32. In decision no. U-IIIA/1128/2004 of 2 February 2005 the Constitutional Court changed its practice, accepting a complainant’s constitutional complaint and awarding him compensation as well as ordering the competent court to conclude the enforcement proceedings within six months from its decision.
I. ALLEGED VIOLATION OF ARTICLE 8 OF THE CONVENTION
33. The applicant complained that the inefficiency of the Croatian authorities and, in particular, the prolonged failure to enforce the Poreč Municipal Court’s decision of 12 May 2003 to reunite her with her son violated her right to respect for family life as provided in Article 8 of the Convention, which reads as follows:
“1. Everyone has the right to respect for his private and family life, his home and his correspondence.
2. There shall be no interference by a public authority with the exercise of this right except such as is in accordance with the law and is necessary in a democratic society in the interests of national security, public safety or the economic well-being of the country, for the prevention of disorder or crime, for the protection of health or morals, or for the protection of the rights and freedoms of others.”
34. The Government invited the Court to reject the application for non-exhaustion of domestic remedies. They submitted that, with a reasonable prospect of success, the applicant could have filed a constitutional complaint under section 63 of the Constitutional Court Act in respect of the length of the enforcement proceedings. In support of their argument, the Government produced a copy of a Constitutional Court decision of 2 February 2005 (see above § 32) in which that court had found a violation of the complainant’s right to a hearing within a reasonable time even after an enforcement order had been issued.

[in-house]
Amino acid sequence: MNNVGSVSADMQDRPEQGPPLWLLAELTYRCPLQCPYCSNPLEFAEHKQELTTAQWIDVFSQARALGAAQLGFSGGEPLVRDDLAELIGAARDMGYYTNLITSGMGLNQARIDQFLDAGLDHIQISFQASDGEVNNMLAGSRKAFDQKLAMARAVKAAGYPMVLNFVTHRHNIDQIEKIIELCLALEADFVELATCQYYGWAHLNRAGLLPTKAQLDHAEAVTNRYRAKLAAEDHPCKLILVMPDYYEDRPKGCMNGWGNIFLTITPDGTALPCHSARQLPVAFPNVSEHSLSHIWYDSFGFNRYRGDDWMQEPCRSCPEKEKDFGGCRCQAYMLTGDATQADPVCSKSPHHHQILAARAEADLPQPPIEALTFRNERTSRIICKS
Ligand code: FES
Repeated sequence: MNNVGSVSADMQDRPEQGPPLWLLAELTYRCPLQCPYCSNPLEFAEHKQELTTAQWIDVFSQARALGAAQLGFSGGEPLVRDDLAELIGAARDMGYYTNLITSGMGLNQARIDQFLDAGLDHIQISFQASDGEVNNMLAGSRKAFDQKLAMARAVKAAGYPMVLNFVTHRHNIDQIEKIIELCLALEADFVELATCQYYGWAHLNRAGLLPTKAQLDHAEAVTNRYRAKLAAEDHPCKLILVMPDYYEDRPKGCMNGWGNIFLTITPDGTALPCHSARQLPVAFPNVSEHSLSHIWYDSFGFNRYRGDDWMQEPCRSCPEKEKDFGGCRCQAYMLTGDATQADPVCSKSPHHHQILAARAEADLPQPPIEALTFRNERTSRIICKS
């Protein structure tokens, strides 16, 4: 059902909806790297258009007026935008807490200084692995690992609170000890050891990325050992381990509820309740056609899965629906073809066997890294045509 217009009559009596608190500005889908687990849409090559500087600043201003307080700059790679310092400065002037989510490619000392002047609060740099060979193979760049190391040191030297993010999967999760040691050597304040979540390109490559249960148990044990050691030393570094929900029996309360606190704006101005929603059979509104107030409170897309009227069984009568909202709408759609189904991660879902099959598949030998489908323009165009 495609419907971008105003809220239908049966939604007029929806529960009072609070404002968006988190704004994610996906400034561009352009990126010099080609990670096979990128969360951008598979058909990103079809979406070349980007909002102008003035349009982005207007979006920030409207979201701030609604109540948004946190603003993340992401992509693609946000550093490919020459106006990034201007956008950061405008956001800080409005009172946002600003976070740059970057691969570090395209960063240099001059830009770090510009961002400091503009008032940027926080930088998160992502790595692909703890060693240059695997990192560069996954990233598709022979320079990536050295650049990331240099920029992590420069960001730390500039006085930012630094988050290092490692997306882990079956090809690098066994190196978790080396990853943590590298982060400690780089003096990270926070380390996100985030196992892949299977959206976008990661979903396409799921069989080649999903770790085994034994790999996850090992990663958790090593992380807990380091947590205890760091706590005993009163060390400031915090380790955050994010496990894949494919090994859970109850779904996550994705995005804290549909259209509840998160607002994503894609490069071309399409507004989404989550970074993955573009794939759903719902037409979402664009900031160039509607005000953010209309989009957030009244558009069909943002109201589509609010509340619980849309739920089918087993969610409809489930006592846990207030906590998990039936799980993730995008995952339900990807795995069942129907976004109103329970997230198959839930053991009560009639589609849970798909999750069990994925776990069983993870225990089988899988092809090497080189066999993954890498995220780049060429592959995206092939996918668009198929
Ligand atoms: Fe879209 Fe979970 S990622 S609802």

35. The applicant disagreed with the Government. She raised doubts as to the effectiveness of a constitutional complaint in her case and stressed that the proceedings under the Hague Convention were initiated by the authorities of their own motion and that she had no direct means of intervening in them other than requesting a statement of reasons for their delay.